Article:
Winter Kept Us Warm

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Winter Kept Us Warm
Winter Kept Us Warm movie poster.jpg
Directed byDavid Secter
Written byDavid Secter, Ian Porter, John Clute
Produced byDavid Secter
CinematographyRobert Fresco, Ernest T. L. Meershoek
Edited byMichael Foytényi
Music byPaul Hoffert
Distributed byFilmmakers Distribution Center
Release date
  • September 27, 1965 (1965-09-27)
Running time
81 minutes
BudgetCAD 8,000

Winter Kept Us Warm is a Canadian romantic drama film, released in 1965. The title comes from the fifth line of T.S. Eliot's The Waste Land.

An independent film written, directed, and funded by David Secter, it occupies a unique place in the history of Canadian cinema as the first English-language Canadian film screened at the Cannes Film Festival.[1] The film was screened at the 1966 festival during the Semaine de la critique, a special non-competitive portion of the festival at which works of new filmmakers are shown.[2] Its debut was as the opening film of the Commonwealth Film Festival in Cardiff, Wales on September 27, 1965.[3]

The film stars John Labow as Doug Harris and Henry Tarvainen as Peter Saarinen, two very different students at the University of Toronto, who develop a complex quasi-romantic friendship, and Joy Tepperman and Janet Amos as their girlfriends Bev and Sandra.[4] The film's gay subtext was carefully coded by Secter, who wrote the film based on his own experience falling in love with a male fellow student, but feared that a more explicitly gay film would not attract an audience. Even some of the film's cast have claimed in interviews that they did not know at the time that the film was actually about homosexuality.[5]


The film received a $750 grant from the University of Toronto Students' Union, along with permission to film several key scenes at Hart House;[6] however, Secter had to fight the university administration for permission to film in other locations on campus.[5] As well, the film was declined production grants from the Canada Council, the Ontario Arts Council and the National Film Board of Canada.[5] Secter found much of the cast by placing a classified advertisement in the university's student newspaper The Varsity; however, for technical crew he largely had to go to Ryerson Polytechnic's film studies department.[6]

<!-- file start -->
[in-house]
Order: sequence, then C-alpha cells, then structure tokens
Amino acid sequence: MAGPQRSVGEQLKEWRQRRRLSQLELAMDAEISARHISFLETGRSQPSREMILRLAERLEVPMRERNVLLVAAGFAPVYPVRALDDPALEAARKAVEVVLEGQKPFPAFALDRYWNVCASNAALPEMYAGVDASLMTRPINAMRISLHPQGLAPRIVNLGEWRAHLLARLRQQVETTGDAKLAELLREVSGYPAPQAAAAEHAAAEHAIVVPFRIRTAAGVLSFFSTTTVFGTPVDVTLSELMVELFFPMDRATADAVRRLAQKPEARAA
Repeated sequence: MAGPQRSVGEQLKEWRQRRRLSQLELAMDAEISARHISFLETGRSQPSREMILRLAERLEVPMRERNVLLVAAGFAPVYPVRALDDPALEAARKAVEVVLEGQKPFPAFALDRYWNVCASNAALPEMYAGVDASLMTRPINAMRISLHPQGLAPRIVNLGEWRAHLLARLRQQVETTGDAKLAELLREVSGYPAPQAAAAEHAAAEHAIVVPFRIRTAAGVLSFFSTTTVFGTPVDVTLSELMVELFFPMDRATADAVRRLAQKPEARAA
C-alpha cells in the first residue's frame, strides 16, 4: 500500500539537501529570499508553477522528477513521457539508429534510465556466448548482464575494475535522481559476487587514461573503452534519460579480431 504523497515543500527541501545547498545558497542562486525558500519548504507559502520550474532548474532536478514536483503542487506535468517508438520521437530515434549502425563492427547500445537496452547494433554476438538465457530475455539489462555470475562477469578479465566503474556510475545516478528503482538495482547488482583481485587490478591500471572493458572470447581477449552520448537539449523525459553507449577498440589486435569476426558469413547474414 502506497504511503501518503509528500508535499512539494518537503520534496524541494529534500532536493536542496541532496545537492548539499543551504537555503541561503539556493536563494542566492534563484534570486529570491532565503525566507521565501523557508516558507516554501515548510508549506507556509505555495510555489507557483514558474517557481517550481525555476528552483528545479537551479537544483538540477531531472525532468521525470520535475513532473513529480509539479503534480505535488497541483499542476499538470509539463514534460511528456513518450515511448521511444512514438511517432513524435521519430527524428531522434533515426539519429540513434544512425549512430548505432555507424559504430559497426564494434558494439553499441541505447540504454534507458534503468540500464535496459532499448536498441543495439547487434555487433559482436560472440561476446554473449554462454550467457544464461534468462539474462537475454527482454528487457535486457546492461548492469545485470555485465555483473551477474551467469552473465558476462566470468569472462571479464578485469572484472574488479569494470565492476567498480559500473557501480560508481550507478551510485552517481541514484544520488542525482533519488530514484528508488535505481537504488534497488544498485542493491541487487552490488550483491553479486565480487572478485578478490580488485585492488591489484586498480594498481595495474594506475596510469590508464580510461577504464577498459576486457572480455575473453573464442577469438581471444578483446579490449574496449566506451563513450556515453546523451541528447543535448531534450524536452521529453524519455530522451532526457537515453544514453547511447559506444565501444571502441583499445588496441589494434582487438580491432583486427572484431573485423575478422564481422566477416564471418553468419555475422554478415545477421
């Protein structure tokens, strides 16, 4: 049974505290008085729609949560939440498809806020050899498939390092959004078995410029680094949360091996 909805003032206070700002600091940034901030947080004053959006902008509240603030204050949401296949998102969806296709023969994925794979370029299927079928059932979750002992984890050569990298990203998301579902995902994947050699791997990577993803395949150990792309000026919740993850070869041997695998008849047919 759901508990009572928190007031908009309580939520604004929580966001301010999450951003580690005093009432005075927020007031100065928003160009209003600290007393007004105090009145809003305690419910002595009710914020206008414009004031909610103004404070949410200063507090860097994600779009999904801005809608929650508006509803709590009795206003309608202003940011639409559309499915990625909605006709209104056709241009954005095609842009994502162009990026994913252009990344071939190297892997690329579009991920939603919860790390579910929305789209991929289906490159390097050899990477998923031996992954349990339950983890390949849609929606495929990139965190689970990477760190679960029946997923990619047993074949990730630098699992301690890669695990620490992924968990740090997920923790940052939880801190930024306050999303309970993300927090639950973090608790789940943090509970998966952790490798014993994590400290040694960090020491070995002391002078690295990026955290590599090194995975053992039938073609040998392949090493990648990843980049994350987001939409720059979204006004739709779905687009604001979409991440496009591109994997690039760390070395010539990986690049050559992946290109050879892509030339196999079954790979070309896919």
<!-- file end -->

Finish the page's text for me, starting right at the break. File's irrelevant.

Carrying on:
According to Secter, "at the time I made it the very idea of making movies in Canada was an alien concept".[5] His only prior film experience was the eight-minute short film Love with the Proper Guppy.[3] Having been a film reviewer for The Varsity, he has stated that he was inspired by the French New Wave: "A lot of those New Wave guys had started out as critics, and I thought, ‘Hey, if they can move from talking about movies to making movies, why can’t I?’"[5]

Critical response[edit]

The film was given a Special Jury Award at the Festival of Canadian Films in Montreal.[7]

Frank Morriss of The Globe and Mail noticed the "overtones of homosexuality" in Doug and Peter's friendship. He reviewed the film positively overall, writing that "when the two fall into a casual relationship, Labow's accent on having a good time, and Tarvainen's earnest desire to make good, has interest. It is when Tarvainen gains confidence and Labow's emotional feelings begin to run amuck, that the movie begins to go down the drain, and lose direction." He ultimately concluded, however, that the film "has enough in its favour to deserve the patronage of film fans who want to see what a group of university students can do with the challenge of a feature movie."[8]